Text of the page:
Criminal Justice Question

criminal justice discussion question and need an explanation and answer to help me learn.

This is a case law assignment please read the full case that has mentioned in the question sheet and answer according to the numbers shown next to the question.
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This is a case law assignment please read the full case that has mentioned in the question sheet and answer according to the numbers shown next to the question.
1. When reading the case, note the relevant question numbers in the margins of the case for easy reference when you come to write your answers.
2. Make sure you understand the case and the questions before attempting to answer them.
3. Pay particular attention to the number of marks awarded for each question. If the marks awarded seem excessive given what you think is the answer, then it is likely you have missed something. Go back and rethink your answer and answer fully. Conversely, do not devote too much space to questions which are only for a few marks.
4. Reason your answers fully and clearly. Make sure that your reasoning follows step by step. Do not assume that the marker will understand what you are referring to: spell out your reasoning.
5. Try to use your own words as far as possible in order to show that you understand the issue. Often what judges say is cryptic and assumes that you are on the same wavelength as them. By using your own words and bringing out the implicit chains of reasoning in the judgement, you will convince the examiner that you understand the issues involved and the reasoning used.
6. Last year’s Exercise, plus model answer, may be viewed from the class website on Myplace and should be looked at (and indeed attempted) before you draft your answers to this year’s exercise.
Your overall answer should not exceed 2500 words. You must provide a word count for your submission and you will be penalised for work over the maximum word length. Submissions without word counts will receive a mark of zero.  The number in brackets after the question indicates how much that question is worth and hence how much space you should devote to answering that question.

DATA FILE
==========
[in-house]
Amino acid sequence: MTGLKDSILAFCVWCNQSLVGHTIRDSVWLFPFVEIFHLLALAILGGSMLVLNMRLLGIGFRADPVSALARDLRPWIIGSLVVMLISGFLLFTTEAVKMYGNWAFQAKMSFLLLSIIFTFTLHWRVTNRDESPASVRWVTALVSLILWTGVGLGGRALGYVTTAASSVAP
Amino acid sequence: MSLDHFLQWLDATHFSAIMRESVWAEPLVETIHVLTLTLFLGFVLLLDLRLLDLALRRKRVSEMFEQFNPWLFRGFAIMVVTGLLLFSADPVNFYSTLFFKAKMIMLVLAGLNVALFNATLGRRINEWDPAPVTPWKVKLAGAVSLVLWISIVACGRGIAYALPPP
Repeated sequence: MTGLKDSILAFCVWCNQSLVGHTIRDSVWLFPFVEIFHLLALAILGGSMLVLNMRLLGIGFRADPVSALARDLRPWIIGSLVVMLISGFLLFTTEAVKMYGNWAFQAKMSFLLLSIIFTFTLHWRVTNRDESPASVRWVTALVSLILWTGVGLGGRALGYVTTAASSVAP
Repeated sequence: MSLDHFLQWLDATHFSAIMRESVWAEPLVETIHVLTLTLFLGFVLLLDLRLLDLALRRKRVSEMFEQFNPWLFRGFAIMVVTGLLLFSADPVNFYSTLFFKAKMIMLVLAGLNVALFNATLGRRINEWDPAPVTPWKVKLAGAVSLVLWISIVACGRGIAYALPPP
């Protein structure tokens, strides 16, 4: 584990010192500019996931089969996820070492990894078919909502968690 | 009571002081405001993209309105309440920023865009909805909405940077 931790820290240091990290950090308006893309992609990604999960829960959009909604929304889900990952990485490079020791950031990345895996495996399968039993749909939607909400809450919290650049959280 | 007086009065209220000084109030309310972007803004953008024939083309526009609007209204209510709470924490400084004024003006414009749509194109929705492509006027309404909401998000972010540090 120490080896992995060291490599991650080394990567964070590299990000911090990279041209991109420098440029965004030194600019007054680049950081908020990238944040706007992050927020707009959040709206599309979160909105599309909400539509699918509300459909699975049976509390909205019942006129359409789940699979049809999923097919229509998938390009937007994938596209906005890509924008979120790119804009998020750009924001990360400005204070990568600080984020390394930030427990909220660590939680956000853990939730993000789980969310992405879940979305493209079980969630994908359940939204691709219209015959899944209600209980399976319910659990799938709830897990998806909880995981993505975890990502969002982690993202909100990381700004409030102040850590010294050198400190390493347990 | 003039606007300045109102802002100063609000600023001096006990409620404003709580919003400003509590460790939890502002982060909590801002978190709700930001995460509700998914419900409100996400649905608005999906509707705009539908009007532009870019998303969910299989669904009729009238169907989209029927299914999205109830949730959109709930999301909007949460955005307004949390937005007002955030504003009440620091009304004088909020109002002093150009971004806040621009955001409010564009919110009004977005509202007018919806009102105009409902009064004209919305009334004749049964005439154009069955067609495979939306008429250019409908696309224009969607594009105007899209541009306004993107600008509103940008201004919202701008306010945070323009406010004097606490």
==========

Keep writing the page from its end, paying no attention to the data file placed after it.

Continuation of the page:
The Exercise
Read the case of Campbell v Dugdale 2019 SLT (Sh Ct) 89 (Sheriff McGowan, 17th August 2018) and answer the following questions.
[NB: “Proof before answer”.  A “proof” is a civil trial of the evidence (“trial”, in Scotland, being a term only applicable to criminal cases).  Permitting a “proof before answer” means, “we should hear the evidence before making a final ruling on the law”, or “this is an arguable case”.  This outcome is particularly appropriate to cases that will turn on their own facts.  Campbell v Dugdale is a perfect example – a judge can only answer the question “is this statement defamatory?” after hearing evidence of what was actually said, and the context in which the statement was made.]
[NNB: This case generated much comment in the press and social media.  Avoid that comment.  In order to give answers that are legally authoritative you must rely on legal sources – the case law, commentary in legal journals etc.]
(1)   What were the legally relevant facts of this case? (10 marks)
(2)   What was the legal dispute that Sheriff McGowan had to resolve? (20 marks)
(3)   How did the parties argue in relation to “fair comment”? (25 marks)
(4)   How did Sheriff McGowan resolve the “fair comment” argument? (10 marks)
(5)   What use was made of  Joseph v Spiller [2010] UKSC 53; [2011] 1 A.C. 852 by the parties, and by the sheriff? (15 marks)
(6)   What use did the sheriff put to the literature to which he referred?  (5 marks)
(7)   Was Campbell awarded damages against Dugdale?  Provide authority for your answer. (You will need to trace the subsequent proceedings in this case to answer this). (15 marks)

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